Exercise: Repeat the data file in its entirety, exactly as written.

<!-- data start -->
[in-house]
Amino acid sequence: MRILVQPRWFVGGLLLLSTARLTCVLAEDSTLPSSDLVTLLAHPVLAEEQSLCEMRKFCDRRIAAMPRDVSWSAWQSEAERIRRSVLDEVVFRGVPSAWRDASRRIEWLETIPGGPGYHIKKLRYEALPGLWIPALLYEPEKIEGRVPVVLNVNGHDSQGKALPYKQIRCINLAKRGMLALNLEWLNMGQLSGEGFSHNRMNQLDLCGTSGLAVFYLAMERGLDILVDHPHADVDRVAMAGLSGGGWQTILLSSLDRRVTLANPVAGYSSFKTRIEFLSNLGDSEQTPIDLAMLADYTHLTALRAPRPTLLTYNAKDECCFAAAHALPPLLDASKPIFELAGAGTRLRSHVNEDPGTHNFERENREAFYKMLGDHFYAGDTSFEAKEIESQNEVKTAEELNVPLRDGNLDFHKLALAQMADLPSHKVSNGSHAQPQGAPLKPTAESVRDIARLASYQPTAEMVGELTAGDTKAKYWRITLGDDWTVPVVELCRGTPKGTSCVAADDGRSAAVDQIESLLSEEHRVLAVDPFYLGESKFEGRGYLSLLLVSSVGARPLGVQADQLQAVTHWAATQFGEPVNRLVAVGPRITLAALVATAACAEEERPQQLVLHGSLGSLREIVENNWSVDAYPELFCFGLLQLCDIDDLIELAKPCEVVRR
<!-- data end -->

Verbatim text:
[in-house]
Amino acid sequence: MRILVQPRWFVGGLLLLSTARLTCVLAEDSTLPSSDLVTLLAHPVLAEEQSLCEMRKFCDRRIAAMPRDVSWSAWQSEAERIRRSVLDEVVFRGVPSAWRDASRRIEWLETIPGGPGYHIKKLRYEALPGLWIPALLYEPEKIEGRVPVVLNVNGHDSQGKALPYKQIRCINLAKRGMLALNLEWLNMGQLSGEGFSHNRMNQLDLCGTSGLAVFYLAMERGLDILVDHPHADVDRVAMAGLSGGGWQTILLSSLDRRVTLANPVAGYSSFKTRIEFLSNLGDSEQTPIDLAMLADYTHLTALRAPRPTLLTYNAKDECCFAAAHALPPLLDASKPIFELAGAGTRLRSHVNEDPGTHNFERENREAFYKMLGDHFYAGDTSFEAKEIESQNEVKTAEELNVPLRDGNLDFHKLALAQMADLPSHKVSNGSHAQPQGAPLKPTAESVRDIARLASYQPTAEMVGELTAGDTKAKYWRITLGDDWTVPVVELCRGTPKGTSCVAADDGRSAAVDQIESLLSEEHRVLAVDPFYLGESKFEGRGYLSLLLVSSVGARPLGVQADQLQAVTHWAATQFGEPVNRLVAVGPRITLAALVATAACAEEERPQQLVLHGSLGSLREIVENNWSVDAYPELFCFGLLQLCDIDDLIELAKPCEVVRR